Citizens Action Coal. v. No. Ind. Pub. Serv.

Annotate this Case

472 N.E.2d 938 (1984)

CITIZENS ACTION COALITION OF INDIANA, Inc.; City of Gary, Indiana; Bailly Alliance; City of Fort Wayne, Indiana, Appellants, v. NORTHERN INDIANA PUBLIC SERVICE CO., Inc., et al., Appellees.

No. 2-1082A357.

Court of Appeals of Indiana, Second District.

December 27, 1984.

Rehearing Denied February 7, 1985.

*939 William Julian, II, Michael A. Mullett, Indianapolis, for Citizens Action Coalition of Indiana, Inc.

Arthur A. Daronatsy, Gary, for City of Gary, Ind.

William Drozda, Gary, for Bailly Alliance.

Frederick F. Eichhorn, Jr., William H. Eichhorn, Charles W. Webster, Eichhorn, Eichhorn & Link, Hammond, for appellees.

NEAL, Presiding Judge (writing by designation).

STATEMENT OF THE CASE

This appeal is brought by Citizens Action Coalition of Indiana, Inc.; City of Gary, Indiana; Bailly Alliance; and City of Fort Wayne, collectively referred to as intervenors, from an order of the Public Service Commission of Indiana (Commission) fixing electric rates for Northern Indiana Public Service Company (NIPSCO).

We reverse.

*940 STATEMENT OF THE FACTS AND ISSUES

Commencing in 1970, NIPSCO embarked upon a project to construct a nuclear generating plant designated as Bailly N-1 (Bailly). Because of delays occasioned by litigation, opposition to licensing provisions involving safety, and escalating costs, NIPSCO cancelled the project on August 21, 1981, after expending $205,724,170.00. The facility was never completed and was never placed in service. The Commission permitted an increase in NIPSCO's rates, by which, over 15 years it could recover $190,746,580.00 of the Bailly costs from the rate payers.

The parties agree that the sole issue is whether the Commission acted contrary to law in permitting NIPSCO to collect rates from the rate payers to amortize the sunk costs of the abandoned Bailly Project.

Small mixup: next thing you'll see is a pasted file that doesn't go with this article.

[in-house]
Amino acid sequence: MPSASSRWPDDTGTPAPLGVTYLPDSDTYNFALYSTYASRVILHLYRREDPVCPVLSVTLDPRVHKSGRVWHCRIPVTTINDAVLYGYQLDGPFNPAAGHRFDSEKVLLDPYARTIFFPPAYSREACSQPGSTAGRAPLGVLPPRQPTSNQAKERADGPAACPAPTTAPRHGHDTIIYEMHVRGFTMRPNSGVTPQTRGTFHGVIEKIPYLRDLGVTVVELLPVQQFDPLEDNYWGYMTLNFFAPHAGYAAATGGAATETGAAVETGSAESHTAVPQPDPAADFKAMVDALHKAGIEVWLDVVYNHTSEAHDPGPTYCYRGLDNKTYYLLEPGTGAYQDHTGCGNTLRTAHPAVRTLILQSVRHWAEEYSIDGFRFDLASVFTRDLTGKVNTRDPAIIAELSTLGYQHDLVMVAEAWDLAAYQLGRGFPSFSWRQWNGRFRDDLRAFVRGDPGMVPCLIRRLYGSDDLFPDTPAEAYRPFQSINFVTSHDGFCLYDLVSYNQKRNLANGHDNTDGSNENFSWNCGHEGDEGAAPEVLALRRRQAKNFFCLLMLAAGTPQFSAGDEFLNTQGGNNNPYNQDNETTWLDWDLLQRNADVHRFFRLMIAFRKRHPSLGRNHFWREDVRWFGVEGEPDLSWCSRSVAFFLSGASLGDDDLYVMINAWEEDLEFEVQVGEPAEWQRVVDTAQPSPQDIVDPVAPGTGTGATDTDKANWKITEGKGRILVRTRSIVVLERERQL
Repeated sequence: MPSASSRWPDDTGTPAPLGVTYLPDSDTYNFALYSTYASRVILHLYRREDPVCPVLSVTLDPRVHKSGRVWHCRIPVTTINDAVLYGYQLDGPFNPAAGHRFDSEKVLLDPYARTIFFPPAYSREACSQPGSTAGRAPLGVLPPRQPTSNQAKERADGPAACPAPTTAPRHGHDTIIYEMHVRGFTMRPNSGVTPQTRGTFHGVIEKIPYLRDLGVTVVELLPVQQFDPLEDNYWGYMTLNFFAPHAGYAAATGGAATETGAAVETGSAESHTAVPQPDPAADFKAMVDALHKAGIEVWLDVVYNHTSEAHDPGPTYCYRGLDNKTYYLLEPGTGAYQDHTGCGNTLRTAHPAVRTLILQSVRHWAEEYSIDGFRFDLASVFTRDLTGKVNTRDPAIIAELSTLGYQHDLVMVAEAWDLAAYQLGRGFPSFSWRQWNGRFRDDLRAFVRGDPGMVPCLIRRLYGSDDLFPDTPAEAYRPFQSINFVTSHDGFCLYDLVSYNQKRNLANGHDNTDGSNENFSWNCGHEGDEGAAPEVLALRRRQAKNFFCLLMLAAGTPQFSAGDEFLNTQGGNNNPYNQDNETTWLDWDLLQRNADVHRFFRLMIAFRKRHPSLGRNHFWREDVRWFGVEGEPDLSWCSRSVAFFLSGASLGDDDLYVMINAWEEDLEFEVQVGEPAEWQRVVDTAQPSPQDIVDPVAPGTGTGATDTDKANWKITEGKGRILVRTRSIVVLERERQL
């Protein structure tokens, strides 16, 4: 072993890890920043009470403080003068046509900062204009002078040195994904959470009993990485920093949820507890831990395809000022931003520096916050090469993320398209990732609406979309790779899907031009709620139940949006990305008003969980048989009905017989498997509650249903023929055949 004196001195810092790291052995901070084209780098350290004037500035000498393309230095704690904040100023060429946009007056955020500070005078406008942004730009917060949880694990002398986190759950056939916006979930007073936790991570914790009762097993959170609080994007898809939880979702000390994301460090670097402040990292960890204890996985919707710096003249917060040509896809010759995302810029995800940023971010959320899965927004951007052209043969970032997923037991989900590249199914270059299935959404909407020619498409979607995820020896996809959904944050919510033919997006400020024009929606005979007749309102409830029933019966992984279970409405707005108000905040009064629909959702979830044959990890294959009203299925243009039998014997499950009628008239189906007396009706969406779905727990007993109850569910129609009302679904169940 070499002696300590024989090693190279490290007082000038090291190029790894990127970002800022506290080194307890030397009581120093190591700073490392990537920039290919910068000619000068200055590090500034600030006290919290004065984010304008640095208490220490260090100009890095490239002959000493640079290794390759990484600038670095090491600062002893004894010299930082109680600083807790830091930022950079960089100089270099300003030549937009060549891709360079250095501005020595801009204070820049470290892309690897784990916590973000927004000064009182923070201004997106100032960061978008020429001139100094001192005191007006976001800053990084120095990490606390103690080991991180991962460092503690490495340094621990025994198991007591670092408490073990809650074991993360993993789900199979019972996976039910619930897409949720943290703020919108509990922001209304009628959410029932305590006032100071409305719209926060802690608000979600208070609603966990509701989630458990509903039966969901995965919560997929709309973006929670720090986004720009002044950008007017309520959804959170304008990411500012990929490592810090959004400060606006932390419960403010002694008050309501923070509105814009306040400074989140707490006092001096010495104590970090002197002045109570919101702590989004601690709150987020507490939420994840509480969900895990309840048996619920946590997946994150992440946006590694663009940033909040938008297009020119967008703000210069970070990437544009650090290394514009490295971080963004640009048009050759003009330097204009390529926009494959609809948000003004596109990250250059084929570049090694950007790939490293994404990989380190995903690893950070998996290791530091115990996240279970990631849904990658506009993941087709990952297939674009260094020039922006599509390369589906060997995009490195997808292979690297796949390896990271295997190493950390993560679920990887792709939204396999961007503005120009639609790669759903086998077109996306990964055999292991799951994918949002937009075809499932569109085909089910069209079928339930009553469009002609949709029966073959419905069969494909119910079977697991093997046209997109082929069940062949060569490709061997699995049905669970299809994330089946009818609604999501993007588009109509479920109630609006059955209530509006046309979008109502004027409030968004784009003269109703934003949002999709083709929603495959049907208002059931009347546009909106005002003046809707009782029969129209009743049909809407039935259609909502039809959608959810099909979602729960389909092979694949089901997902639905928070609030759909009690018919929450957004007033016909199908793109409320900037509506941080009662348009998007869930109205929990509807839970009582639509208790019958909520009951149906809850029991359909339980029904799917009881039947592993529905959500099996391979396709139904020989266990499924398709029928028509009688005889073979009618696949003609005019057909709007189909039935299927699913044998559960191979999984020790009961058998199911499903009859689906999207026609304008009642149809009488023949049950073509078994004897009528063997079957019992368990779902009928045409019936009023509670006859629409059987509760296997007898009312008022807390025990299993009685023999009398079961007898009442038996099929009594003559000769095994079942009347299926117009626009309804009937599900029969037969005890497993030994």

NIPSCO has reminded us of our standard of review. Rate making is a legislative and not a judicial function. The legislature has seen fit to establish the Public Service Commission for the express purpose of hearing evidence determining utility rates, and we are aware that we cannot substitute our judgment in place of that of the Commission. State ex rel. Indianapolis Water Company v. Boone Circuit Court, (1974) 261 Ind. 583, 307 N.E.2d 870; Bethlehem Steel Corporation v. Northern Indiana Public Service Company, (1979) Ind. App. 397 N.E.2d 623.

DISCUSSION AND DECISION

At the onset we shall review applicable Indiana cases and statutes which govern ratemaking. Under IND. CODE 8-1-2-4 a charge made to the consumer is for any service rendered. IND. CODE 8-1-2-6 provides that the Commission "... shall value all property of every public utility actually used and useful for the convenience of the public at its fair value ..." in establishing reasonable rates. In City of Evansville v. Southern Indiana Gas and Electric Company, (1974) 167 Ind. App. 472, 339 N.E.2d 562, Judge Staton set forth the prevailing and well-established methodology of rate making in Indiana. Because of the gravity of this issue, we set out these notions in full: